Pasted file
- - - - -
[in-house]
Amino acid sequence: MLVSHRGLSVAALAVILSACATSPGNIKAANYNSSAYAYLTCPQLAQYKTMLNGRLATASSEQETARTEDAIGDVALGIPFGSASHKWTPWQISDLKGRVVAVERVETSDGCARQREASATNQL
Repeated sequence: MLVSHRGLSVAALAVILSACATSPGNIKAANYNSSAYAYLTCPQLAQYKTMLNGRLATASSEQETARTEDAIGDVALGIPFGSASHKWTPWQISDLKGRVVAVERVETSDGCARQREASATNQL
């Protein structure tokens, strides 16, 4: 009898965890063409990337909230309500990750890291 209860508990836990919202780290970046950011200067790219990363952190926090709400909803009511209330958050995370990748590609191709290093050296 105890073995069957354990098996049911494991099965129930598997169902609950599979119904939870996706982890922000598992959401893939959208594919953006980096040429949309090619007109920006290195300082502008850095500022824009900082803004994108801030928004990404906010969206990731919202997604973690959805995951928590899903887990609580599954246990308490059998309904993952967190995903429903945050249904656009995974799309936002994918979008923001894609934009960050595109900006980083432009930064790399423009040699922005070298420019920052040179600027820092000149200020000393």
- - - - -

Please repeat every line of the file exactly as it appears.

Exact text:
[in-house]
Amino acid sequence: MLVSHRGLSVAALAVILSACATSPGNIKAANYNSSAYAYLTCPQLAQYKTMLNGRLATASSEQETARTEDAIGDVALGIPFGSASHKWTPWQISDLKGRVVAVERVETSDGCARQREASATNQL
Repeated sequence: MLVSHRGLSVAALAVILSACATSPGNIKAANYNSSAYAYLTCPQLAQYKTMLNGRLATASSEQETARTEDAIGDVALGIPFGSASHKWTPWQISDLKGRVVAVERVETSDGCARQREASATNQL
């Protein structure tokens, strides 16, 4: 009898965890063409990337909230309500990750890291 209860508990836990919202780290970046950011200067790219990363952190926090709400909803009511209330958050995370990748590609191709290093050296 105890073995069957354990098996049911494991099965129930598997169902609950599979119904939870996706982890922000598992959401893939959208594919953006980096040429949309090619007109920006290195300082502008850095500022824009900082803004994108801030928004990404906010969206990731919202997604973690959805995951928590899903887990609580599954246990308490059998309904993952967190995903429903945050249904656009995974799309936002994918979008923001894609934009960050595109900006980083432009930064790399423009040699922005070298420019920052040179600027820092000149200020000393």